dimer

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Related to Homodimerization: dimeric, Homodimers, Heterodimerization

di·mer

 (dī′mər)
n.
A chemical compound or molecule consisting of two identical simpler molecules.


di·mer′ic (dī-mĕr′ĭk) adj.

dimer

(ˈdaɪmə)
n
(Chemistry) chem
a. a molecule composed of two identical simpler molecules (monomers)
b. a compound consisting of dimers
[C20: from di-1 + -mer]

di•mer

(ˈdaɪ mər)

n.
1. a molecule composed of two identical, simpler molecules.
2. a polymer derived from two identical monomers.
[1905–10]
di•mer′ic (-ˈmɛr ɪk) adj.

di·mer

(dī′mər)
Any of various chemical compounds made of two smaller, identical molecules (called monomers) that are linked together.
ThesaurusAntonymsRelated WordsSynonymsLegend:
Noun1.dimer - a compound whose molecules are composed of two identical monomersdimer - a compound whose molecules are composed of two identical monomers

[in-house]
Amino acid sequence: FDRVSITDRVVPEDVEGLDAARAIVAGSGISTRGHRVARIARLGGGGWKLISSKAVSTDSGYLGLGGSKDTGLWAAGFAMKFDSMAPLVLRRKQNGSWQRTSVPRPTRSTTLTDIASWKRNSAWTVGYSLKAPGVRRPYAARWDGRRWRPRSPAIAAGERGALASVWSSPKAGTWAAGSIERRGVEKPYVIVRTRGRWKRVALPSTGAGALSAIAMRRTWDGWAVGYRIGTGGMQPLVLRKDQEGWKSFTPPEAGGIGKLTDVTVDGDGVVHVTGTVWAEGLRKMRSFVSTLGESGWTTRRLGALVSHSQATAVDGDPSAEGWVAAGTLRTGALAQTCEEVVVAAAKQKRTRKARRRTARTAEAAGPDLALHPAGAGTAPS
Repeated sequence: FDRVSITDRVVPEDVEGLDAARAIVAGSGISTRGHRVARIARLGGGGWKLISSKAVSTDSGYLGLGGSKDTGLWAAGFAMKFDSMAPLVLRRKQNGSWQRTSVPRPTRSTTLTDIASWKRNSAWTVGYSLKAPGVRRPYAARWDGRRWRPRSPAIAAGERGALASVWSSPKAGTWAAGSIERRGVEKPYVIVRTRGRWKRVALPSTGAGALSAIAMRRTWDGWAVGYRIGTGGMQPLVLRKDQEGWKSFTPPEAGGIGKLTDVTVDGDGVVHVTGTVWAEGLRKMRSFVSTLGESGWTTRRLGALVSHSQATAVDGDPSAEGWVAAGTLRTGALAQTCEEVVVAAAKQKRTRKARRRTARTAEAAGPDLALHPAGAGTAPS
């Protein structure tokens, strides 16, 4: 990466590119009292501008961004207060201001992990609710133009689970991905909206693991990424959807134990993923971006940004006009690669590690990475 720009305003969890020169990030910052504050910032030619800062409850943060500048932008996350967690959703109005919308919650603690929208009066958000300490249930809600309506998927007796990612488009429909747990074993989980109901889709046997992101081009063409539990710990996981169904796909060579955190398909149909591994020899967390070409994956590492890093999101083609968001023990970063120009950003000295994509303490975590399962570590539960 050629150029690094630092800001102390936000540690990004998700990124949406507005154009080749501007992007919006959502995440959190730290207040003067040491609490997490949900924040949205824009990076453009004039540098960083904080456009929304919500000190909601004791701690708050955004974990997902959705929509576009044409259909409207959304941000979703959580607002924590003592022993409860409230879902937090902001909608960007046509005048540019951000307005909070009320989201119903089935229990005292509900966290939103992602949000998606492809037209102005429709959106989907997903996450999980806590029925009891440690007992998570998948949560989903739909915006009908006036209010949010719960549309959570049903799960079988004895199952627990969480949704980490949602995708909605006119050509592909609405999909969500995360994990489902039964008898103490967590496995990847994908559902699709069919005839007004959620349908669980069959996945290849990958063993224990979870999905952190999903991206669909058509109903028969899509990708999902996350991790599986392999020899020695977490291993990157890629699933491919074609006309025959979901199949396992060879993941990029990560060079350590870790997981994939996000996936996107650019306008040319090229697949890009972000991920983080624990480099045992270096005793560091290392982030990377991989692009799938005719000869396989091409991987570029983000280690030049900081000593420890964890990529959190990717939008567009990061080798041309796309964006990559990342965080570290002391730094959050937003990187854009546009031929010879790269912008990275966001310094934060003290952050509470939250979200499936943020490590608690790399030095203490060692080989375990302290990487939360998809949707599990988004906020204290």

chemical compound, compound - (chemistry) a substance formed by chemical union of two or more elements or ingredients in definite proportion by weight
Translations
References in periodicals archive ?
These cytokines bind to their cognate receptors and induce either homodimerization of gp130 (common signal transducer) or heterodimerization of gp130 and one of its partners, such as LIFR[beta].
Homodimerization is mediated by repeat 24 nearest to the C-terminal.
Homodimerization and heterodimerization of the glomerular podocyte proteins nephrin and NEPH1.
The BTB domain is responsible for homodimerization of Keap1 and the Kelch domain mediates the interaction with ETGE and DLG motifs in Neh2 domain of
ToxCast and Tox21 contain several assays intended to evaluate chemicals' effects on steroid hormone signaling pathways, including a diverse group of ER end points (ERa and ERP hetero- and homodimerization, binding, transcriptional activity, and proliferation in an estrogen-dependent breast cancer cell line) (Judson et al.
Extracellular ligand binding triggers homodimerization or heterodimerization of ErbB family receptors, phosphorylating active sites in the cytoplasmic tyrosine kinase, and activating intracellular PI3K/AKT/mTOR and RAS/RAF/MAPK pathways.
These include the N-terminal domain responsible for ATP binding, a proteolytically resistant and the C-terminal core domain that facilitates homodimerization (Terasawa K.